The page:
Aims: To undertake an individual patient data (IPD) meta-analysis to assess the impact of exercise-based cardiac rehabilitation (ExCR) in patients with heart failure (HF) on mortality and hospitalisation, and differential effects of ExCR according to patient characteristics: age, sex, ethnicity, New York Heart Association functional class, ischaemic aetiology, ejection fraction, and exercise capacity. Methods and results: Randomised trials of exercise training for at least 3 weeks compared with no exercise control with 6-month follow-up or longer, providing IPD time to event on mortality or hospitalisation (all-cause or HF-specific). IPD were combined into a single dataset. We used Cox proportional hazards models to investigate the effect of ExCR and the interactions between ExCR and participant characteristics. We used both two-stage random effects and one-stage fixed effect models. IPD were obtained from 18 trials including 3912 patients with HF with reduced ejection fraction. Compared to control, there was no statistically significant difference in pooled time to event estimates in favour of ExCR although confidence intervals (CIs) were wide [all-cause mortality: hazard ratio (HR) 0.83, 95% CI 0.67–1.04; HF-specific mortality: HR 0.84, 95% CI 0.49–1.46; all-cause hospitalisation: HR 0.90, 95% CI 0.76–1.06; and HF-specific hospitalisation: HR 0.98, 95% CI 0.72–1.35]. No strong evidence was found of differential intervention effects across patient characteristics. Conclusion: Exercise-based cardiac rehabilitation did not have a significant effect on the risk of mortality and hospitalisation in HF with reduced ejection fraction. However, uncertainty around effect estimates precludes drawing definitive conclusions.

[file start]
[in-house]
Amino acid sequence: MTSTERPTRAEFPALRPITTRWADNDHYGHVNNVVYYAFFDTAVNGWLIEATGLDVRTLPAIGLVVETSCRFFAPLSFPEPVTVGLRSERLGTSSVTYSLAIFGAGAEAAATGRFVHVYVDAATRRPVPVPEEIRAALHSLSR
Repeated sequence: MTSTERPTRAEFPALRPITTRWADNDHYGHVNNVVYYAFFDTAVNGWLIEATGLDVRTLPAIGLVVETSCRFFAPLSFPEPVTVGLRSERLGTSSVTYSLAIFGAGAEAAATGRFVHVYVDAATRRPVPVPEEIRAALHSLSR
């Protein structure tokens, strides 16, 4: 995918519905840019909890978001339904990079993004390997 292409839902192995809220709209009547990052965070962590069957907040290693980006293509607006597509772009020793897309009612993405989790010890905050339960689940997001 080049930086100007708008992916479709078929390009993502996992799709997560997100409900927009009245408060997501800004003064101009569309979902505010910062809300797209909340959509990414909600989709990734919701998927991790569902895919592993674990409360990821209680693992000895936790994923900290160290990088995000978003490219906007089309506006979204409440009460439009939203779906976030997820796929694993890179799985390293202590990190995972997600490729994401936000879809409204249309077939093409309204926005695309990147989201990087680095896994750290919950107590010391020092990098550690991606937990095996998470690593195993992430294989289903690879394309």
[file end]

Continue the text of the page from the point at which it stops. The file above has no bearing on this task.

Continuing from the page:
- Cardiac rehabilitation
- Exercise training
- Systematic review
ASJC Scopus subject areas
- Cardiology and Cardiovascular Medicine